Gogai terms Nagaland incident mistake, cautions against hasty decision on AFSPA

PTI | New Delhi | Updated: 08-12-2021 22:15 IST | Created: 08-12-2021 22:15 IST
Gogai terms Nagaland incident mistake, cautions against hasty decision on AFSPA
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Former Chief Justice of India (CJI) Ranjan Gogoi Wednesday termed as a “mistake” and “unfortunate” the deaths of 14 civilians in the Nagaland firing incident and said that hasty decisions are not needed concerning demands for repeal of the Armed Forces Special Powers Act (AFSPA).

A total of 15 people lost their lives in the incident, including 14 civilians and an Army personnel when an angry mob allegedly attacked an Assam Rifles camp in Nagaland and the incident has led to the growing chorus of demands seeking repeal of the AFSPA.

The 1958 law is an Act of Parliament that grants special powers to Armed Forces to maintain public order in ''disturbed areas''.

“The demand for repeal (of AFSPA) has been going for long. The incident (deaths in Nagaland) was a mistake. Accidents are unfortunate. Stringent laws may be required. Hasty decisions are not needed,” said the former CJI and Rajya Sabha MP.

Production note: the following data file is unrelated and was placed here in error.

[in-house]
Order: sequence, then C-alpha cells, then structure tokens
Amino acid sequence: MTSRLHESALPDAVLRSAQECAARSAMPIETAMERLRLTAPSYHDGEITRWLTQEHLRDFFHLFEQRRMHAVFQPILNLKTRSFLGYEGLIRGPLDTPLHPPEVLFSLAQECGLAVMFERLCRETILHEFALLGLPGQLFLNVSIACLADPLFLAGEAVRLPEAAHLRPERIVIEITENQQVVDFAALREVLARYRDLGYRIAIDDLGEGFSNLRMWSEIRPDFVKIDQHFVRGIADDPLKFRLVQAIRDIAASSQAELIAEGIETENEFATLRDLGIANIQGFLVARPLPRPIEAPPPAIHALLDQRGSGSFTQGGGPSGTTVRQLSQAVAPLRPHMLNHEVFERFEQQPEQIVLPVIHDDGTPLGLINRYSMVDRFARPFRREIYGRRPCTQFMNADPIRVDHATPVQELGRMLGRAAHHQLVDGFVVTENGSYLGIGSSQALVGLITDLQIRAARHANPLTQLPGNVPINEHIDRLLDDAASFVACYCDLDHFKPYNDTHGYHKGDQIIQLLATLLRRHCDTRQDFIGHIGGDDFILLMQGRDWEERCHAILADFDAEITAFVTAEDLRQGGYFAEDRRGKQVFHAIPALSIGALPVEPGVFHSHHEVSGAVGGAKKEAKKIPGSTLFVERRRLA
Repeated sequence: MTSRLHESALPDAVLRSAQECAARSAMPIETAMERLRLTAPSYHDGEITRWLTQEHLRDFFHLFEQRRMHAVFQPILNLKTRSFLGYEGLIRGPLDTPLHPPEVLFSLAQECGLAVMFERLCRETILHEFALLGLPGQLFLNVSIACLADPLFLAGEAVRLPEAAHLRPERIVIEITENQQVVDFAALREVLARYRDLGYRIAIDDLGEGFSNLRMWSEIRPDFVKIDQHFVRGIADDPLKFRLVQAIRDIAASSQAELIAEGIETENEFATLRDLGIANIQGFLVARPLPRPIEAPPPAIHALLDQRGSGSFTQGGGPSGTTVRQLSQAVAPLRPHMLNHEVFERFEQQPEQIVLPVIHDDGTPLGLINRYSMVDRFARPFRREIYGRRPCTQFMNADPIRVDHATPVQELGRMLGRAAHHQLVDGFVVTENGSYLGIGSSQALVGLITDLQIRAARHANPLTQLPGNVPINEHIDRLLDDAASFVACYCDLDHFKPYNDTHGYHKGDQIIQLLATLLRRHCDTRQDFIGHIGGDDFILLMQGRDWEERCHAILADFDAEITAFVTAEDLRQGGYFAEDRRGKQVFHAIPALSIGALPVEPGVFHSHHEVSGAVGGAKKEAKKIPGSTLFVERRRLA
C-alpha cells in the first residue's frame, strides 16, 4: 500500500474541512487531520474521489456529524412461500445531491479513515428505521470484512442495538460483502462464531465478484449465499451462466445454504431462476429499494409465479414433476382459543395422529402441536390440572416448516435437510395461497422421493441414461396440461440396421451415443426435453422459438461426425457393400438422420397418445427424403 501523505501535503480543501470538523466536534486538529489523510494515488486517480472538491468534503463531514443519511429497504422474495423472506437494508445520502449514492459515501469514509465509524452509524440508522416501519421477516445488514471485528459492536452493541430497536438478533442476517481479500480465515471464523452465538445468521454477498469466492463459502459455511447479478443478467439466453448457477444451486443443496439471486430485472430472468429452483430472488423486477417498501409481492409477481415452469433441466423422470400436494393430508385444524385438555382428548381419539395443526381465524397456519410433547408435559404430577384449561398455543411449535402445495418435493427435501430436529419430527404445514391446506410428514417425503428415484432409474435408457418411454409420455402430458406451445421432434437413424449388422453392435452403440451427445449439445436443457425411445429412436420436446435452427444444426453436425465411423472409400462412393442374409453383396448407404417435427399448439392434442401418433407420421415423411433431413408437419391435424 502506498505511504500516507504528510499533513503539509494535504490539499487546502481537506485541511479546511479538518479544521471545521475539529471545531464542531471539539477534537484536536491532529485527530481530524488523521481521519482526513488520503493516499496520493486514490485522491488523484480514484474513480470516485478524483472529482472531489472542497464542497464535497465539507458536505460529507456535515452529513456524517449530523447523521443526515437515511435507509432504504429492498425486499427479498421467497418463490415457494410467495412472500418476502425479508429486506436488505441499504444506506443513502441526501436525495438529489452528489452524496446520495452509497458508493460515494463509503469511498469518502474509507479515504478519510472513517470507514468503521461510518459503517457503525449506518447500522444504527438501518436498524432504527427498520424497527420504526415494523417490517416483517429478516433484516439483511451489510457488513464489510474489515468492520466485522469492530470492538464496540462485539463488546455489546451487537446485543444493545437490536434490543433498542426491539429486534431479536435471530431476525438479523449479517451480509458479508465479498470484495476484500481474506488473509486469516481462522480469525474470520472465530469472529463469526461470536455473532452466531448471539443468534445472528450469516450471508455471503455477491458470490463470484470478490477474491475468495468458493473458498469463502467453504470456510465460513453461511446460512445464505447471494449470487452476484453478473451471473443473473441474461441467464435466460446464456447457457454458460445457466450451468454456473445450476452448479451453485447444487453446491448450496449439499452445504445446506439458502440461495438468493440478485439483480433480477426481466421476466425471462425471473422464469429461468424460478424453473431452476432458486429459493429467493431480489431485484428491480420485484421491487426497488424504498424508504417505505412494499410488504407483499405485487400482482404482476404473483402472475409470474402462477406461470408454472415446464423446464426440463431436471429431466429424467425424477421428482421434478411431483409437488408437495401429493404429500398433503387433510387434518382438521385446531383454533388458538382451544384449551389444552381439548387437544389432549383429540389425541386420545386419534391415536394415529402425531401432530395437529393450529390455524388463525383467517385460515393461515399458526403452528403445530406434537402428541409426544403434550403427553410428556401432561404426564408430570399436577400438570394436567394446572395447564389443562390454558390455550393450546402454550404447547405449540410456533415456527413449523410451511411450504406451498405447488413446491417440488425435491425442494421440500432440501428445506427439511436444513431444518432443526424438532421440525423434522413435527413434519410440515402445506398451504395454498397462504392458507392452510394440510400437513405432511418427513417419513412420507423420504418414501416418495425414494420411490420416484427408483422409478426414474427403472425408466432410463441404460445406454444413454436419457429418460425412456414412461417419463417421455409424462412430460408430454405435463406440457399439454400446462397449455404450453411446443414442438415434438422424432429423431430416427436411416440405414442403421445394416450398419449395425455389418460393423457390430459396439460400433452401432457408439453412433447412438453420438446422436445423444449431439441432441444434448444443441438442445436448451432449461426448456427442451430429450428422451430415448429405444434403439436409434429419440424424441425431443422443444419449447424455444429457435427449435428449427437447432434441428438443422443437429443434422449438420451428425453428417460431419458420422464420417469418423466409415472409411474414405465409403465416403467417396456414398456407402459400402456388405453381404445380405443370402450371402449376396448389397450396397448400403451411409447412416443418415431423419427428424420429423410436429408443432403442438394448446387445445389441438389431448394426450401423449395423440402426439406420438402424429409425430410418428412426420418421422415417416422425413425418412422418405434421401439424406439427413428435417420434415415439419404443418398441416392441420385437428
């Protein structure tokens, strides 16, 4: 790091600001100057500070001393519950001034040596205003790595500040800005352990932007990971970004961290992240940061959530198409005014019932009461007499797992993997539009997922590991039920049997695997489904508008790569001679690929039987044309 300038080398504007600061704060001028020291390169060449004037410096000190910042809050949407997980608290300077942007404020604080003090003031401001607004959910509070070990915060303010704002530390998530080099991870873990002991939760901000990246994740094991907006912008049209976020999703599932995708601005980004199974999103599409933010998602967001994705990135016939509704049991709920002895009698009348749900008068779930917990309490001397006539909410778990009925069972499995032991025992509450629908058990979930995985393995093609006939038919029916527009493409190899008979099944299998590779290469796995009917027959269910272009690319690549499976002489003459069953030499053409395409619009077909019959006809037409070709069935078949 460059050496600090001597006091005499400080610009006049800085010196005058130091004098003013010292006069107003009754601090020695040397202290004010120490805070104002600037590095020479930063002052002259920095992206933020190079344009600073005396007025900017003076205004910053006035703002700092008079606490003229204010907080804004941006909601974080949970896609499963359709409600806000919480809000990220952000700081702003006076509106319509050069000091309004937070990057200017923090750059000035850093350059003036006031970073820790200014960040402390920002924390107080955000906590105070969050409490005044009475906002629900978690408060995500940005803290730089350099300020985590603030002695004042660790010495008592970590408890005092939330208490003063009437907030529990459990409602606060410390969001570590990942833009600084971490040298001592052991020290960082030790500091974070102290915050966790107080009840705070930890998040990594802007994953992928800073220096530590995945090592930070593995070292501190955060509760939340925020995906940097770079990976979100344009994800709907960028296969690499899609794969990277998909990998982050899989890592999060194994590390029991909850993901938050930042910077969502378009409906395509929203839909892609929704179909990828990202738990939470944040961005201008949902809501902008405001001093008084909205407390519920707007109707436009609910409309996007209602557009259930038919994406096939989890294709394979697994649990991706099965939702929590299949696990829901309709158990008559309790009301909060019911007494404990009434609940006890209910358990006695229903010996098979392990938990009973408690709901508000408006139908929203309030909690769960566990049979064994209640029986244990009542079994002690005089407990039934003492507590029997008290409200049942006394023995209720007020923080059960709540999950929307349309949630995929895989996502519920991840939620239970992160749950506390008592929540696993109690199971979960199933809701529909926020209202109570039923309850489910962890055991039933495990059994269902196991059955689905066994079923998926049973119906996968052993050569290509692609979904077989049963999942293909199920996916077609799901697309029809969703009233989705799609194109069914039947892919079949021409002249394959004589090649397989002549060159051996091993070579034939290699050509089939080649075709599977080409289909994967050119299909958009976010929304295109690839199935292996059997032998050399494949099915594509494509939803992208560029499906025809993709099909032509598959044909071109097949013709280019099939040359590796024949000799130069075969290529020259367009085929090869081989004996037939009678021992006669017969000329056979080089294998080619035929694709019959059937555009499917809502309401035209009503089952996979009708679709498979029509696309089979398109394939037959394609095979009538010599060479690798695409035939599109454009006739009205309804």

“At times you feel the requirements, but in times of accident, you feel the need for repeal. Truth goes both ways,” he said.

The 46th CJI, the first from the northeast states, was speaking at the launch of his autography, ‘Justice for the Judge’ here and expressed his opinion on the issue in response to a question.

On the issue of him being nominated for Rajya Sabha, the former CJIs said “You cannot calm me down with noises. Even if I have second thoughts of continuing, today I am strong. I will not bow down to unconstitutional voices.” On the collegiums system of judges appointing judges, he said, “I had no difficulty with the process when I was there... We had a consensus after prolonged discussions. Every system has positive and negative. Everything has to be fine balanced.” On the transfer of judges following the intelligence report, Justice Gogoi said the matter is political in which judges have no say and was with Parliament. PTI AAK SJK SJK RKS RKS

(This story has not been edited by Devdiscourse staff and is auto-generated from a syndicated feed.)

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